Monday Book: Suburban homesick blues

Click to follow
The Independent Culture
THE RUMOUR is that nothing ever happens in the suburbs, but plenty of dreams are harnessed there. This lack of activity can breed creativity; many rock stars and songs were launched from such origins. There's also the dream of the suburbs itself - calmness, convenience and self-created beauty. The suburbs attract people who value physical comfort above all else, who prefer substance over style. Is this languid aim, and the soft affluence that goes with it, one of the reasons why the suburbs have been held in such disrepute for so long?

Miranda Sawyer's account is part memoir, part reportage. Her reminiscences have many heart-warming moments. Typically bashful about her roots, she put aside all things suburban once she was located in London, "but sometimes, at home, in private, I'd slap on the fake tan and day-dream of a soft- top Mercedes."

The tow of suburban tradition still drew her, and she eventually reached a crisis point. She looked in the mirror and saw "a woman whose hair was dyed a little too blonde, whose dress-sense was a little too young; who was wearing blue nail varnish and a good slather of self-tanning lotion; who drove a turquoise car, who wore pink pearly lipstick and thought it would be brilliant to have a smart kitchen." So she went back, to reclaim her past.

What makes Park and Ride so likeable is Sawyer's partial distance from her subject, but also her complete understanding of it. Equally endearing are her no-nonsense, suburban-ish judgements. She refers to an eco-protester's jewellery as "diddly little earrings in uncomfortable places" and has no hesitation in dismissing an exhibition at Birmingham's Ikon Gallery as: "Young British Artist goes to Toytown, plus `I am woman see me roar' wall-stencilling, both rubbish". She champions "melodic club-pap" over "noodly Urban Hymns by the moany old Verve".

Finding herself at a loss for a partner to take to a wife-swapping party, she delivers the most sensible account of the current state of the sexes: "I never had a wife to swap. I still don't; and I can't borrow the wife of any of my male friends either, because very few of them have managed to persuade a woman to exchange the spoils of her independence (car, career, flat, bubble baths as and when) for a Sony PlayStation and the entire works of New Order, stored alphabetically."

Contrary to any other account of the suburbs within living memory, this one is done with a breezy assurance, and in a spirit of affection.

While the Scots recognise a suburb when they see it, it is apparently unknown to the Irish or Welsh. The suburbs, rather, are "a manner of living, an attitude to life, an atmosphere" - places that have been "bypassed, superstored and multiplexed". Common features are crunchy driveways, pedestrianisation, "sodding cobbles" and people having combed their hair before they've come out. CK, DKNY, Cafe Rouge and Pizza Express are all frequently sighted, and all flourish.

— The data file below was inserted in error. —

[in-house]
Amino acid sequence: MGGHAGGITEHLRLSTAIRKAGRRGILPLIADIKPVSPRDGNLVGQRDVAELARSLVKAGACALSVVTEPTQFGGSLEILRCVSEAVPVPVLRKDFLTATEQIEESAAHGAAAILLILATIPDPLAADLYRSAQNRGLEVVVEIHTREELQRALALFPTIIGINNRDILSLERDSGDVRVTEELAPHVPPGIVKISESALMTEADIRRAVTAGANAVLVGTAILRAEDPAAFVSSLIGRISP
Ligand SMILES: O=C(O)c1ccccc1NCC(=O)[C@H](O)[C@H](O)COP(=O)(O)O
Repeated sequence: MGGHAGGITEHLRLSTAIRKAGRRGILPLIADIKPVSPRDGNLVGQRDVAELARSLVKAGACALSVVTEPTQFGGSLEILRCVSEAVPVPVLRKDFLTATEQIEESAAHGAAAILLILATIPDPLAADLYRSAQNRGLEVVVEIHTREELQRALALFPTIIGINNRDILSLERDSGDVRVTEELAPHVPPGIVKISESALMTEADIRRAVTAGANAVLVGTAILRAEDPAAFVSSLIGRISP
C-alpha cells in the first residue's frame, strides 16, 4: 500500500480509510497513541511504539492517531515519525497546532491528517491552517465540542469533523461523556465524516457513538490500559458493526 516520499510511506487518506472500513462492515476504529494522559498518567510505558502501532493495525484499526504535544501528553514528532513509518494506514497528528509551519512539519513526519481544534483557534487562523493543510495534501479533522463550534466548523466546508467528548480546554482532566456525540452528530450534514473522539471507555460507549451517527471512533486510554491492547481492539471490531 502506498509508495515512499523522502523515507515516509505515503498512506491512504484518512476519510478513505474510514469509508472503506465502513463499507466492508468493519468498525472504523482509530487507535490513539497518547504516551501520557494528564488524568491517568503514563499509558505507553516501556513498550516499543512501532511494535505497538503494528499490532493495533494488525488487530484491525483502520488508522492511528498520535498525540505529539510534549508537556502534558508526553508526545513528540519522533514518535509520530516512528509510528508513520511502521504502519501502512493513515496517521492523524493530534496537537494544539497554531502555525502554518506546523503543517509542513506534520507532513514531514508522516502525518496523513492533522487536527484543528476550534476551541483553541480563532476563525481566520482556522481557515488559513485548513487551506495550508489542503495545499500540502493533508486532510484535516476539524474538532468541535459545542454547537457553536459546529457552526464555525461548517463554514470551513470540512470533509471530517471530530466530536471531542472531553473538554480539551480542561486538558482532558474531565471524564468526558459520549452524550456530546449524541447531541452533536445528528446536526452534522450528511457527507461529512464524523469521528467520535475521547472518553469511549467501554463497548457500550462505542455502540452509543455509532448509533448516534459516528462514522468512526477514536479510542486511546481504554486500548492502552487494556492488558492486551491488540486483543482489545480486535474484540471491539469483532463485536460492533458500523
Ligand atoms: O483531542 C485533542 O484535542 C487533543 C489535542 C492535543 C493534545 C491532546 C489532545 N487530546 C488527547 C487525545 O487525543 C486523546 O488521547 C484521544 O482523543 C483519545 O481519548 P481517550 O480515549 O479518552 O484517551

Sawyer rhapsodises on the joys of cars and driving, and revels in the enthusiasm she finds among suburban car-cruisers: "Why walk, when you can gun the accelerator?" In suburban clubs, people make more of an effort. Women come gift-wrapped; men wear brightly coloured shirts; they drink flaming Lamborghinis.

She visits a shopping centre conceived with the ambition of Michelangelo: a marble palace whose first shoppers emerge dazzled, overcome and blubbing with joy. A Preston restaurant - Fives - contains five different themed areas serving five different styles of cuisine. "It's all fake, this," a waiter confided, cheerily. Whatever the suburbs might be accused of, they could not at present be taken to task for a lack of energy.

The suburbs have never been out of step with the cities - both have always been modern compared with the countryside. But a quiet uniformity, and corporate decisions, still rule. Sawyer meets a man from Whitbread breweries, explaining All Bar Ones, Harvesters and other outlets that have been scrupulously designed to cater for ferociously defined target groups. Does some shadow of a class system still prevail in this segregation, an are-you-in-my- group mentality? This happens in the centre of British cities as well, though.

Towards the end of the book, Sawyer claims that she did not have to move to suburbia because suburbia had moved to her. She makes a case for Croydon's plans for the future being similar to those of Richard Rogers for London: "Suburbs take the best bits of a city and put them in a greener environment." This is probably true. Her loyalty and enthusiasm for the lately improved suburbs is understandable in a media person tired of London's empty posturing.

Park and Ride is a great respray on the suburbs, with many new insights. It will educate the ignorant and maybe make those who have hidden their roots look back with pride rather than shame.

The reviewer's book `Britart' will be published by Serpent's Tail in 2000